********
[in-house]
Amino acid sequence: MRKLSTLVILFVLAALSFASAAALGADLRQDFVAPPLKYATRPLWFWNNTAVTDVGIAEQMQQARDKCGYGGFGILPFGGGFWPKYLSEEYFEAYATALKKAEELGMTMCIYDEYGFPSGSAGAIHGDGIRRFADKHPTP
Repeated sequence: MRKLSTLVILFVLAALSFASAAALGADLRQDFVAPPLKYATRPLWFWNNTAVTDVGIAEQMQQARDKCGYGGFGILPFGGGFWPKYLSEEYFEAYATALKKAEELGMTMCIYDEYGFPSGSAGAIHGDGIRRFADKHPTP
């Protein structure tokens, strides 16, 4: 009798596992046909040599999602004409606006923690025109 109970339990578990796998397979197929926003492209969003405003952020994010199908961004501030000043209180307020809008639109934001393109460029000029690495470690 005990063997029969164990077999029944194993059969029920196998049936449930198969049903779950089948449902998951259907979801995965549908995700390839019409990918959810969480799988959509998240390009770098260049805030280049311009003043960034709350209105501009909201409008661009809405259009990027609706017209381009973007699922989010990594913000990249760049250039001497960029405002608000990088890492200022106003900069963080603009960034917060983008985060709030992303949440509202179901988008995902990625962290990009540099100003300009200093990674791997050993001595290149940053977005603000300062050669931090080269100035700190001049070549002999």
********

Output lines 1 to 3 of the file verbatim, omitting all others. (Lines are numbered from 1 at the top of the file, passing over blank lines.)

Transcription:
[in-house]
Amino acid sequence: MRKLSTLVILFVLAALSFASAAALGADLRQDFVAPPLKYATRPLWFWNNTAVTDVGIAEQMQQARDKCGYGGFGILPFGGGFWPKYLSEEYFEAYATALKKAEELGMTMCIYDEYGFPSGSAGAIHGDGIRRFADKHPTP
Repeated sequence: MRKLSTLVILFVLAALSFASAAALGADLRQDFVAPPLKYATRPLWFWNNTAVTDVGIAEQMQQARDKCGYGGFGILPFGGGFWPKYLSEEYFEAYATALKKAEELGMTMCIYDEYGFPSGSAGAIHGDGIRRFADKHPTP